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Thread: Heliamphora + utricularia

  1. #9
    Two flies one pitcher. Minus the crap eating. obregon562's Avatar
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    two (long) words: Utricularia humboldtii. SHOWY SHOWY flowers, a very unique seed system (make for a nice little snippet for the museum info plaque), and i believe U. humboldtii and Heliamphora heterodoxa grow together in the wild.

    Maybe keep the heli all by its self as a focal and plant the U. humboldtii in a nice Broncchinia (i know this happens in the wild, a la Barry Rice's book?)?


    Hey Jeff,

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    lambdlth's Avatar
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    Obregon - I have looked all over the internet for U humboltii (for my personal collection) to no avail. They seem to be available everywhere but the US. I believe that U. humboltii and U. quelchii(?) are the only Utrics that I have made a positive connection to Helis in the wild. The museum is on a budget though, therefore I have been seeking more readily available plants.

    Jefforever - You may recall, you are one of the people who nurtured me through the stress of a recently acquired U reniformis (which is leafless again, although the tuber(?) has quadrupled in length and looks very healthy). I actually purchased that plant for this exhibit, but decided to keep it, as it has proven to be really finicky. I thought about U nelumbifolia but feared it might have an erratic growth habit like the reniformis. For all I know, U longifolia has the same habits. I did think longifolia would be an interesting addition to show the diversity of foliage in the Utric family (and that plant definitely has impressive foliage). If it flowered, well, that would be awesome, but I am focussing on the leaf structure, being (I've heard, LOL) these plants can be tricky to flower. By the way, those picture blow my socks off.....amazing!

    Thank you all for your help, if anybody has more to say, please include it. I'm not done till I've heard it all.

    Jeff I will PM you, thank you very much.

  3. #11
    N=R* fs fp ne fl fi fc L Pyro's Avatar
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    Alright, I have a lot to cover here and not a lot of time so I am just going to dive in and I apologize in advance if I come off terse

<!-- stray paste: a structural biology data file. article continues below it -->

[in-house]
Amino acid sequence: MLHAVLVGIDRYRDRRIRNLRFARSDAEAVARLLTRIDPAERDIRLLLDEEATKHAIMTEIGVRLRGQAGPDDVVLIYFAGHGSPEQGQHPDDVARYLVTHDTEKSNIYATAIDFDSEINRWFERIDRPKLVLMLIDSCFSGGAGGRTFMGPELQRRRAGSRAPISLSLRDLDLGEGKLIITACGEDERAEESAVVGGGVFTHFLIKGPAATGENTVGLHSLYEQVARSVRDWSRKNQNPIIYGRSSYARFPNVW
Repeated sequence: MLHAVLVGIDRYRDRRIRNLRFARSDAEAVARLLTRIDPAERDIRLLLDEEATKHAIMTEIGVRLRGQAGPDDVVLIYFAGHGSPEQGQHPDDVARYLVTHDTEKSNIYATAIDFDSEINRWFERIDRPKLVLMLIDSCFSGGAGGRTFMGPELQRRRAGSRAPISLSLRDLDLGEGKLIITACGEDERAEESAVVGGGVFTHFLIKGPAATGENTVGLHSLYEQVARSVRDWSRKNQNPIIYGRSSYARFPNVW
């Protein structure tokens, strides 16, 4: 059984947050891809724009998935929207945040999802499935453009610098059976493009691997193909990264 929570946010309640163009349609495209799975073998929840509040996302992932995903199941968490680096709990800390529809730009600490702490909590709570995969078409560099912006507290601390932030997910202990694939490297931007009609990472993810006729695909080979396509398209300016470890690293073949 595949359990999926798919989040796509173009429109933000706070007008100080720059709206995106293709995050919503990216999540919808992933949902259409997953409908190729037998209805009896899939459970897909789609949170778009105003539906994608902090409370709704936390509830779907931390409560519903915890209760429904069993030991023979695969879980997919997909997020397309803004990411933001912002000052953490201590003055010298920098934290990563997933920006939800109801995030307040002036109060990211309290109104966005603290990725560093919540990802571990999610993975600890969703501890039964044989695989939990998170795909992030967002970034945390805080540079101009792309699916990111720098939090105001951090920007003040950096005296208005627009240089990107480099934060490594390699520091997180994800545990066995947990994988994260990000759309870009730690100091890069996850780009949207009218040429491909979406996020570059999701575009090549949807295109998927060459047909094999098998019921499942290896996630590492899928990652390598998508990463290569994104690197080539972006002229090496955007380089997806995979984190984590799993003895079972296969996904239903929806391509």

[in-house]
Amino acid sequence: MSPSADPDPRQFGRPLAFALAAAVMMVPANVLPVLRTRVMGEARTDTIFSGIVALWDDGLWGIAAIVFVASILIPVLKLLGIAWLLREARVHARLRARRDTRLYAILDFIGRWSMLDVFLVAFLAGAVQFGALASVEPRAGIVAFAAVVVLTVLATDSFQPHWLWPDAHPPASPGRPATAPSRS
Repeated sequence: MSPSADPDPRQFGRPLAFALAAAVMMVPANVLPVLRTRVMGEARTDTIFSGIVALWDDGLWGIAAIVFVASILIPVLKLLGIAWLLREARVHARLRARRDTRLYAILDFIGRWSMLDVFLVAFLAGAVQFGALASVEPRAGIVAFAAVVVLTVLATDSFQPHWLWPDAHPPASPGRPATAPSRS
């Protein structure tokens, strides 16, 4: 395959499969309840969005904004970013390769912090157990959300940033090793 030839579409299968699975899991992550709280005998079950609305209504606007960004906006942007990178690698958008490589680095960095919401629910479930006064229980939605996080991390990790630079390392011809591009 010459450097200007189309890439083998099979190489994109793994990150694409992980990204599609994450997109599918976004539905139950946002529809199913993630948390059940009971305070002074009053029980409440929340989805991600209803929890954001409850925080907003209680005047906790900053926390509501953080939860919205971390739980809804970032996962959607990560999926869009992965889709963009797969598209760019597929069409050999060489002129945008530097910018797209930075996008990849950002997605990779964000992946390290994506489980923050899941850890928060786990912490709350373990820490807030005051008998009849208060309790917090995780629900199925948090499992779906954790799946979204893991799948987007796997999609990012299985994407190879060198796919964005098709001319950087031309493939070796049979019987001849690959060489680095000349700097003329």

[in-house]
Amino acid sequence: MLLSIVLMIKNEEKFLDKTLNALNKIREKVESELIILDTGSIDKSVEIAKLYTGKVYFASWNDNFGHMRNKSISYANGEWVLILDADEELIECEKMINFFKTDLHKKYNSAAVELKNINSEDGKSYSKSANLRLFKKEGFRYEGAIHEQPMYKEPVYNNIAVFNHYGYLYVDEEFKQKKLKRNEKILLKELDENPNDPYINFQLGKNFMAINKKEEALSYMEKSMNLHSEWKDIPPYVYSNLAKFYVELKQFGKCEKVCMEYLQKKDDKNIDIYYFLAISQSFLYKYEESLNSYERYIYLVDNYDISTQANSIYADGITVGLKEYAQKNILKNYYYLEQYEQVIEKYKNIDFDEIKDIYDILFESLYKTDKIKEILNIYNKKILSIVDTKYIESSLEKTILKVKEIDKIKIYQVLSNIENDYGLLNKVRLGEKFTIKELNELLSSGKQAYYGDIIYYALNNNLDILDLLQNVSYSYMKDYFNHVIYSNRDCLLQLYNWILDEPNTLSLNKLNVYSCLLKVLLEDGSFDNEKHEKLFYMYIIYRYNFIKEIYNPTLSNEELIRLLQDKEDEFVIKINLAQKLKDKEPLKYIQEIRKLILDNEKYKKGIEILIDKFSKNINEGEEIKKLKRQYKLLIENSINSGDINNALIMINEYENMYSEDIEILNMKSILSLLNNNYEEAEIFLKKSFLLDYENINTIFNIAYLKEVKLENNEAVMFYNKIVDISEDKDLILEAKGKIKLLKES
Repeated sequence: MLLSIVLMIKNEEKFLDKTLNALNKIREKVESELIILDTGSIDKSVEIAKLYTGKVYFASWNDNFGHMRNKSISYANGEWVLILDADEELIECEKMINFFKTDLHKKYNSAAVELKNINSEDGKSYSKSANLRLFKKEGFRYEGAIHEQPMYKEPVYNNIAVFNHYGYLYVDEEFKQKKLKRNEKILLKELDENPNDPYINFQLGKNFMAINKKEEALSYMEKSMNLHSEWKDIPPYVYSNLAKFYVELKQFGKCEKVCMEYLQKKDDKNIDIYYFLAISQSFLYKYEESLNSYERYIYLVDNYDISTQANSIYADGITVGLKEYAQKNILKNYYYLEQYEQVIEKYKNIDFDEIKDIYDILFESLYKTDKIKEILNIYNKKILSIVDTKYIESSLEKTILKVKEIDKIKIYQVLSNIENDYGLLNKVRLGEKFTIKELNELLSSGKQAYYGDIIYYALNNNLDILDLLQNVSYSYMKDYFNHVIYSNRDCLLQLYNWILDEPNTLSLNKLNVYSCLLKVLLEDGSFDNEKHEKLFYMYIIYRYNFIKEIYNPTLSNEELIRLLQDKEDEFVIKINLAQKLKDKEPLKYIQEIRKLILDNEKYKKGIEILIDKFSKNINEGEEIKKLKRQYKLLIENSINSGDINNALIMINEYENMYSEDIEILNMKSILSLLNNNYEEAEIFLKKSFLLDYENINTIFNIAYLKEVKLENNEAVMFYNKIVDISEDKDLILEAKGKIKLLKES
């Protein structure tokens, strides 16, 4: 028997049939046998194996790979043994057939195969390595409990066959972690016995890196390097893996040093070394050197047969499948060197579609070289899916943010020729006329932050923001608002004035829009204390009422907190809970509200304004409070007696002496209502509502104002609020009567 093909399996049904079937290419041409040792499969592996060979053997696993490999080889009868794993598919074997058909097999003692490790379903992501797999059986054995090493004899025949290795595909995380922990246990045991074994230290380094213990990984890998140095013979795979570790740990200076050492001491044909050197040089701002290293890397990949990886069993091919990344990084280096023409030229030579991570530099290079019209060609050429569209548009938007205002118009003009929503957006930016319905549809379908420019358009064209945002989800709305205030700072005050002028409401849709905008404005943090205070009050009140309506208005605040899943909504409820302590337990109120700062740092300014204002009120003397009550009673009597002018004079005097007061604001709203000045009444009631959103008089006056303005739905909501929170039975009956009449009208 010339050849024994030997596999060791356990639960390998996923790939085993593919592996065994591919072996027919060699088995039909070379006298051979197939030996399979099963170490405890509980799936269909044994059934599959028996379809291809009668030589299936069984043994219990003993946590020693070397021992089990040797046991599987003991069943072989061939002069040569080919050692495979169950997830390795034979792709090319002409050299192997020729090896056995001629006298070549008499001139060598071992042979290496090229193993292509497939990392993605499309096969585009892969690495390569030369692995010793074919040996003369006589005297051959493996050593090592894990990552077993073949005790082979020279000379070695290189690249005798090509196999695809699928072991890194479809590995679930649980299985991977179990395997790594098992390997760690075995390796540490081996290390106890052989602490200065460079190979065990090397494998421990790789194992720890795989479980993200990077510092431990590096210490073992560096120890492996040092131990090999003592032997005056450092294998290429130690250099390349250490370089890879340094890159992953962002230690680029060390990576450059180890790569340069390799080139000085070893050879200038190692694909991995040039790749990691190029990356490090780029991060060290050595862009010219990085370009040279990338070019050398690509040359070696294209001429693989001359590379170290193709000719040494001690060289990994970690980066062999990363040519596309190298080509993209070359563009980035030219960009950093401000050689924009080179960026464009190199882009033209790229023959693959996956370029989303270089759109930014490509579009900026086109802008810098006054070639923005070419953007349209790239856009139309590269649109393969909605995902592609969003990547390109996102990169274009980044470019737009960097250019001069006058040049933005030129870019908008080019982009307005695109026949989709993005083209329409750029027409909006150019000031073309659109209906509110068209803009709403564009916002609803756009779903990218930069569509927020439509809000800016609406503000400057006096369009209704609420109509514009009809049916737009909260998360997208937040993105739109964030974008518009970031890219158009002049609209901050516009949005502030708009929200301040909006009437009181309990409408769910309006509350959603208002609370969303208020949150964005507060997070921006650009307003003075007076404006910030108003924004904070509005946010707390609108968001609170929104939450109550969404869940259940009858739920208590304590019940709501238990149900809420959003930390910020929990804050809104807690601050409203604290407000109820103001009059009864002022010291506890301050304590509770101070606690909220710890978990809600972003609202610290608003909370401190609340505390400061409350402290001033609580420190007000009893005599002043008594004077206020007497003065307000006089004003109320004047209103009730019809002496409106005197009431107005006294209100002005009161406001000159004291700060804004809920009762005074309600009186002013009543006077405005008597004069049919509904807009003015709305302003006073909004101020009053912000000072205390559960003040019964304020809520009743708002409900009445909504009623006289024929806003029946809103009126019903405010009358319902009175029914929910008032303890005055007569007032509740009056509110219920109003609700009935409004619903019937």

Quote Originally Posted by Crissytal View Post
    I don't believe U. longifolia requires a dormancy period to survive long term.
    You are correct, it does not.

    The dormancy is required for flowers.
    In some cases yes in others no. There are at least 4 distinct clones of this species in cultivation. One clone (var. forgettiana) is very free blooming and does not require a rest phase (I do not like the term dormancy cause the plants are never in a state of inactive growth, just slowed growth.) Two of the remaining clones do require this rest phase to consistently flower and the last one is squirrelly, behaving differently in different peoples collections.

    The only problem I see you having with growing a Heli with U. longifolia is that the U. longifolia will take over and fill the pot. This may or may not have an impact on the Heli.
    This will not be much of a problem

    You also may never be able to completely separate the Utric from the Heli when it's time to repot.
    If the goal is to grow them together I doubt this will be a problem either

    Quote Originally Posted by Crissytal View Post
    Yes it would be plenty moist enough for the U. longifolia. I always describe watering this Utric like a Nepenthes, which is moist but not soggy. It can survive in a variety of media types. I have found that for me, in my conditions, it grows best in a mix much like you describe with orchid bark, LFS, maybe some perlite and cypress mulch thrown in. I also have some growing in a peat and sand mix. It seems to grow faster in a more open mix like mentioned above (for me).
    Again, this is going to depend on the clone. Each one seems to have a pretty broad range of tolerances and, while there is a large area of overlap between them all there are still outlier conditions. For example, one clone will happily grow fully submerged while another will rot out under those same conditoins.